I didn’t realize how important it was to Hungarians until now.  I simply had a desire to see it, and wished I’d arrived earlier in the day to see the collection housed at the Museum of the Reformed College on the history of the city and the college.  I walked around for half an hour, ordered some goulash which was to sustain me later that eve, and bid goodbye to the historic city.  Unfortunately, much of the city is filled with soviet-style block apartments, lending it a gruesome appearance.  I almost missed the center, hidden by ugly tall edifices.  I drove on to the Romanian border, about half an hour away.  I didn’t know what to expect, but thought that since both countries are EU members, I’d breeze through.  Not so.  I later realized it was on the Hungarian side that I was stopped and asked to show my paperwork.  Weary, I stood outside the car, and good thing.  It ended up taking 20 minutes of thorough examination before I was allowed to pass.  Including checking the trunk.  Good thing I wasn’t smuggling anything (or one)!  I worried about my supplements, but luckily they took a cursory look and let me go.  So I finally had endured a proper border check.

I drove on, and decided to call my mom using the WiFi of a town pub.  She had called me accidentally, and told me about her visit in San Diego for Bob’s uniform law commission annual conference.  She had just visited Balboa Park that day and was excited about the exhibit she’d seen at the Timken Museum of Art.  It turns out that there are 17 museums at the historic park!  We had a good chance to catch up, then I drove into the night, a bit scared about what I’d find.  I’d hoped to find a quiet place to park the car, but it was not to be.  I decided to veer off the main road, which was 2-lane and full of truck traffic at 11pm.  I drove about 2 miles, appalled at the state of the road.  It was full of potholes.  I was sure I’d need new tires after I was done.  I was stopped by a “border police”.  After my experience at the last border, I didn’t relish this.  He asked me for the same documents I’d produced an hour or so earlier.  After he waved me on, I decided it wasn’t worth continuing.  Perhaps I was approaching the Ukraine border?  I shuddered to think.  Not that I have anything against Ukraine, but with Russian heading up the eastern part of the country, who knows what I’d have in store.  I turned around and parked in a corn field.  Literally.  I initially parked on the farm road. At 1am a car barreling down the road honked and blared its lights.  Asleep, I fumbled for the car key and they decided not to wait.  They went around.  I drove into the corn field and finally slept in earnest.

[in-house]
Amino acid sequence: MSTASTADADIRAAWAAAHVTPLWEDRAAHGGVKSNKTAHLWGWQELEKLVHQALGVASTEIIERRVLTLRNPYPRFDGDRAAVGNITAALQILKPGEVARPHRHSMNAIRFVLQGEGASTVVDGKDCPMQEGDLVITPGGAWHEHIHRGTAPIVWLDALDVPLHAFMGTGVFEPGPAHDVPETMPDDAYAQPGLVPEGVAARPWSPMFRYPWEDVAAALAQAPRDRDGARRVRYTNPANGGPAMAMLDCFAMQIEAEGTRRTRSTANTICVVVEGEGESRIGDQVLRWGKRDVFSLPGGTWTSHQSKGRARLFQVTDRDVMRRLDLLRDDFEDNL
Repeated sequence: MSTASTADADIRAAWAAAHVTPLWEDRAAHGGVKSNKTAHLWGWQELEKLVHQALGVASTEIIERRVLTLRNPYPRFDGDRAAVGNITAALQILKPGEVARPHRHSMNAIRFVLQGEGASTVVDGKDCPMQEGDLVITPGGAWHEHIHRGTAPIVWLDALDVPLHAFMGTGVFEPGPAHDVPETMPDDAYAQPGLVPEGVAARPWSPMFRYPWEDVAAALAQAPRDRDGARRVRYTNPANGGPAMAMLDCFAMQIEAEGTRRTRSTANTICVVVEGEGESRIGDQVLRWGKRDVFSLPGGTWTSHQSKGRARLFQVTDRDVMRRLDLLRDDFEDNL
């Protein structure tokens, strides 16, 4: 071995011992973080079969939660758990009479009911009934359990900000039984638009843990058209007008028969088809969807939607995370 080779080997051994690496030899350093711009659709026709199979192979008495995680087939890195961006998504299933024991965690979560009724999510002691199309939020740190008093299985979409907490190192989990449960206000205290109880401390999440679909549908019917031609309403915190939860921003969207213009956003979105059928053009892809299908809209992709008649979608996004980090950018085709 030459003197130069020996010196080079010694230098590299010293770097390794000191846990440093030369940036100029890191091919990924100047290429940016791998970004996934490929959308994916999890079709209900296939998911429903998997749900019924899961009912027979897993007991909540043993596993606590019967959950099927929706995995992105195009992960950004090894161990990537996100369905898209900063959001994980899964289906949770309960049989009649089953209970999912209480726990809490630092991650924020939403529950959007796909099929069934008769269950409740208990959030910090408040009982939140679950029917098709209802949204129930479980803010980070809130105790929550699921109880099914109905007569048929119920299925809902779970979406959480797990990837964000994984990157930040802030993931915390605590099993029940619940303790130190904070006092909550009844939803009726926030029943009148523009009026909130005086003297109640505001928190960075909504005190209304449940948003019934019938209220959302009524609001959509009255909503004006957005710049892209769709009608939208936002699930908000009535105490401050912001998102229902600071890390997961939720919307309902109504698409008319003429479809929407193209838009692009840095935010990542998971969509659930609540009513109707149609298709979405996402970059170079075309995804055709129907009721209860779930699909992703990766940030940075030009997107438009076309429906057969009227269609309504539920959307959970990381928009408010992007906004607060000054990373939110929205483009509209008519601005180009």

3 responses to “On to Romania

  1. If I was traveling like this I would be obsessed with photos and cataloging them – I can’t just take pictures, the librarian in me makes me feel compelled to group them and make sure all the meta-information is available. I appreciate now that my phone and camera have built in GPS so that is one less chore I have to do when processing. I don’t know if that is a healthy way to travel when I feel like must do this with all my pictures. Thanks for making me think about the amount of effort I put into that.